Monday, September 25, 2006

Religi · ah · city

Humility or aggression or passivity are examples of core values that affect religious beliefs. Can we say that religious beliefs are a manifestation of core values? (Not that religious beliefs create core values, although as new generations learn religion their core values are created.) For example, the Vikings', Romans', Aztecs' gods were aggressive and we now look back at those ancient religions and, while finding them laughable, we see them as mirrors of the societies that 'created' them.

In fact, many of those venerated in today's mainstream religions (i.e., those of the Book) were violent: Jean d'Arc in Catholicism, for example. But we see today's religions as real enough to justify war and other forms of killing. Believers are sure that their faith is in something more fundamental than a mirror of themselves. It surely must be a creation of the Creator, and worthy of defense.

As we enlarge our realms through travel and communication, we learn of other values. Through histories, we see how values have shaped societies. We choose to accept or reject new values and their manifestations. When we accept new values, the tenets of our religions change. This process spawns multitudes of religions.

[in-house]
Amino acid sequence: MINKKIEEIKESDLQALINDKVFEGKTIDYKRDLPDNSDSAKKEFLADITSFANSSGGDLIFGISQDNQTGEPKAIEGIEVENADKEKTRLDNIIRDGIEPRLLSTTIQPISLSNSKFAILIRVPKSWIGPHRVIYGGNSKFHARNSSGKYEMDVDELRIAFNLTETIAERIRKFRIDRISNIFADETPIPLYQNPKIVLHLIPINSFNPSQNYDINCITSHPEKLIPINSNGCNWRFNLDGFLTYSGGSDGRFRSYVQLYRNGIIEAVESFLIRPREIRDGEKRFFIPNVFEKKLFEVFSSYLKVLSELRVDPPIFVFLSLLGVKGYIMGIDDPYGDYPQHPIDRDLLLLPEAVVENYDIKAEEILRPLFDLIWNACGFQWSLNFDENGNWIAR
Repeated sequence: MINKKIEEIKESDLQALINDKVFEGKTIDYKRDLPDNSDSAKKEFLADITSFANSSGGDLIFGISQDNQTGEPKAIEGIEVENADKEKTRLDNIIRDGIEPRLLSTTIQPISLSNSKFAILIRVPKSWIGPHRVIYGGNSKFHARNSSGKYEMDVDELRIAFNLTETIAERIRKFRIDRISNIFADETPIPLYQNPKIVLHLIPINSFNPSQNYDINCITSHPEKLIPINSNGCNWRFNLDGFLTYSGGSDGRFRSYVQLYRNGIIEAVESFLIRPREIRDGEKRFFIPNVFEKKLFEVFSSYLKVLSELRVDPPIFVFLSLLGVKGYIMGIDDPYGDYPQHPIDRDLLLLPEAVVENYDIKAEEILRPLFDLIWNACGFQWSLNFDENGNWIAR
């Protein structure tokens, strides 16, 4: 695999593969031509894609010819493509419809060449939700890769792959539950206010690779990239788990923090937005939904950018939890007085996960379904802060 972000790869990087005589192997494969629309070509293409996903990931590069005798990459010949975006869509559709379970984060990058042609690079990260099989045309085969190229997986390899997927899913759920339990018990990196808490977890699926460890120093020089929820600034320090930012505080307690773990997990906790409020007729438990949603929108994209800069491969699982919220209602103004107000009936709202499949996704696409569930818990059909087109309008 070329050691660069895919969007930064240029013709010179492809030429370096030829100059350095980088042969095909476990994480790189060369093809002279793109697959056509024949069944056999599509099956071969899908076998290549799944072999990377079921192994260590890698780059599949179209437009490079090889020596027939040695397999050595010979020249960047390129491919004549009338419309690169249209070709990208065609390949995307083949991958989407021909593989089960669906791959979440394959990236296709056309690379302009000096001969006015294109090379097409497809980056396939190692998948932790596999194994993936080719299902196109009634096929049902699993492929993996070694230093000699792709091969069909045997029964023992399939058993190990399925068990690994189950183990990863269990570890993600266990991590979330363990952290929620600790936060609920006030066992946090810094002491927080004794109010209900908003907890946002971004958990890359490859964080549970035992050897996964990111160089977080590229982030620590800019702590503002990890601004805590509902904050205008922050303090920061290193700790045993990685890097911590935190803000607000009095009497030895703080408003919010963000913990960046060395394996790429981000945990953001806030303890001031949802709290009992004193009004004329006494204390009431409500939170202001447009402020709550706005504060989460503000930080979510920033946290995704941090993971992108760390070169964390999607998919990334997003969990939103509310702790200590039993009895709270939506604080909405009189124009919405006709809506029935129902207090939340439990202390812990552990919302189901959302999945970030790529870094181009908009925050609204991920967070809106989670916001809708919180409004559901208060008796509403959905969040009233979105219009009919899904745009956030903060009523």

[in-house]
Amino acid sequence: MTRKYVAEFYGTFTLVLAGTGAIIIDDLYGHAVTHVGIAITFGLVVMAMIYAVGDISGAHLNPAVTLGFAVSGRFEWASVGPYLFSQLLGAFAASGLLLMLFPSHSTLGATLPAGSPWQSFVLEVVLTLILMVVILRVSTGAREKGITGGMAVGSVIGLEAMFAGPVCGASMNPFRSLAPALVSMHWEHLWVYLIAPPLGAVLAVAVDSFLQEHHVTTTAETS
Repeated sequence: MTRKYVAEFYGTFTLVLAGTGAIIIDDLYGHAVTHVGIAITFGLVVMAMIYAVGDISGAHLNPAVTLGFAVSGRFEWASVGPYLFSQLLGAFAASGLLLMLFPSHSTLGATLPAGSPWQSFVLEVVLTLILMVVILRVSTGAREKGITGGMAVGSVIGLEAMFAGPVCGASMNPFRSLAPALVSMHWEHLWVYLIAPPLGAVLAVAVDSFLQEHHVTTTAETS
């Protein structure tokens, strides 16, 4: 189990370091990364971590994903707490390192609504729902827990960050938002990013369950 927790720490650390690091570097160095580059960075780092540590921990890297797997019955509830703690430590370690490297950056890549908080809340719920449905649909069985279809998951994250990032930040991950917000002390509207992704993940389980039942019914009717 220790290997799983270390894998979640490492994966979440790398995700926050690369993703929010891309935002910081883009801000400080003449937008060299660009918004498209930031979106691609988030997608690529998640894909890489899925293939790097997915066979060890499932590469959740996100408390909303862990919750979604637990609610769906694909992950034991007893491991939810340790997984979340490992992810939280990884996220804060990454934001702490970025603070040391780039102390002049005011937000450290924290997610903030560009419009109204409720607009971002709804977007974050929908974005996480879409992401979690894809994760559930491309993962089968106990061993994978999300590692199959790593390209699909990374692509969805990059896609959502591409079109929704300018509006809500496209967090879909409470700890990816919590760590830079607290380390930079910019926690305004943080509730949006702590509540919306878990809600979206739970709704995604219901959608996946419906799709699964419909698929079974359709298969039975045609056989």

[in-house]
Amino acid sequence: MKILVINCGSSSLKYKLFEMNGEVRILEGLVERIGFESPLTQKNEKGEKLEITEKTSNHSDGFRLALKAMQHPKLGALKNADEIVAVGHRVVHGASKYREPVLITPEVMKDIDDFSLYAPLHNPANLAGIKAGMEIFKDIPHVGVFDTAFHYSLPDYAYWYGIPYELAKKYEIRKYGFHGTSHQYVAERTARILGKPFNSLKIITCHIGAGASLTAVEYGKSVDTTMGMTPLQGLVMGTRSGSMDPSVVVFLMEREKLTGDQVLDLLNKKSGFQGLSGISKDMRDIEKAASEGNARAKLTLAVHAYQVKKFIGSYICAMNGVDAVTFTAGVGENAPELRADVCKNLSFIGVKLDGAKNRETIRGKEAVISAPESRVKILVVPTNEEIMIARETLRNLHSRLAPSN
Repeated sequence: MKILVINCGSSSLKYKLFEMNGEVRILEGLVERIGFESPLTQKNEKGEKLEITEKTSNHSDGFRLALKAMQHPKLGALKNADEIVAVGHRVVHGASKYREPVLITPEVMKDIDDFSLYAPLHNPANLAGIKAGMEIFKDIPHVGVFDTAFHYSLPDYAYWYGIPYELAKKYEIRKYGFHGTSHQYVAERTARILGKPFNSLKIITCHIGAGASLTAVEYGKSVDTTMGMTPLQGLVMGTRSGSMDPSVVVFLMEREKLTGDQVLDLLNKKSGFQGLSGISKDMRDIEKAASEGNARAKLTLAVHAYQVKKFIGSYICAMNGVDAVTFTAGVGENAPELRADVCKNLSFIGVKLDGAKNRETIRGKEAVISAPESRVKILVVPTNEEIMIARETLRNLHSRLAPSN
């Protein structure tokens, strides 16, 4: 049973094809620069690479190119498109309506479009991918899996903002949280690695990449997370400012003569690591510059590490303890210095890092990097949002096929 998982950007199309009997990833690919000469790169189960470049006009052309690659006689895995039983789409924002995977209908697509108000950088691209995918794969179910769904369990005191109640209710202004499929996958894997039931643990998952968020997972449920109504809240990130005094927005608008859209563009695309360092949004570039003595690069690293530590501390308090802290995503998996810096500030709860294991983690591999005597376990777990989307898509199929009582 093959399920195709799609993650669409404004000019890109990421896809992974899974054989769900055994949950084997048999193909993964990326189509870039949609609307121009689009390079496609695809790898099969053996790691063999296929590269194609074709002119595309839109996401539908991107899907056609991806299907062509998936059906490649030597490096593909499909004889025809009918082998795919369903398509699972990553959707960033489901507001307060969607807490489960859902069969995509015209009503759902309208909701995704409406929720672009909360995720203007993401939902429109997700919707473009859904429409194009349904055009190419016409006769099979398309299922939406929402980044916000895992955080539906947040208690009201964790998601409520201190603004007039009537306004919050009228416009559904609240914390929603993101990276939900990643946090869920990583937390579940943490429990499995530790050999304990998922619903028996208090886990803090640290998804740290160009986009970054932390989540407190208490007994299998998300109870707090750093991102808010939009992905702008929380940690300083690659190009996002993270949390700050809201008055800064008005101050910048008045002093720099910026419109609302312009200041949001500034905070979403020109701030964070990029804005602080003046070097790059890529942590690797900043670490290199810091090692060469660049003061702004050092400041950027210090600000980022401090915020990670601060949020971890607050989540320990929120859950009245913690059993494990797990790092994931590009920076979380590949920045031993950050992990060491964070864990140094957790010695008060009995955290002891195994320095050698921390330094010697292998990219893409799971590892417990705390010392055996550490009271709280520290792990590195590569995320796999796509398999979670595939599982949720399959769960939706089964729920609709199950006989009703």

Shouldn't passive/pacifist values triumph on the merits of logic? Violence is not logical on many levels, including evolutionary.

If that were true, why would aggressive and violent manifestations triumph? Unfortunately, pacifists must always yield to aggressors (although some delay yielding by using isolationism). To choose pacifism is to choose obscurity.

Our hormonal states and their cycles disallow pacifism on a very personal (one might say 'intimate') level. In this sense, violence is beneficial on an evolutionary level.

It's ironic that we consider pacifism as an unusual value, and yet constantly report on aggression in the 'news', as well as mark our time (history) with violent acts.


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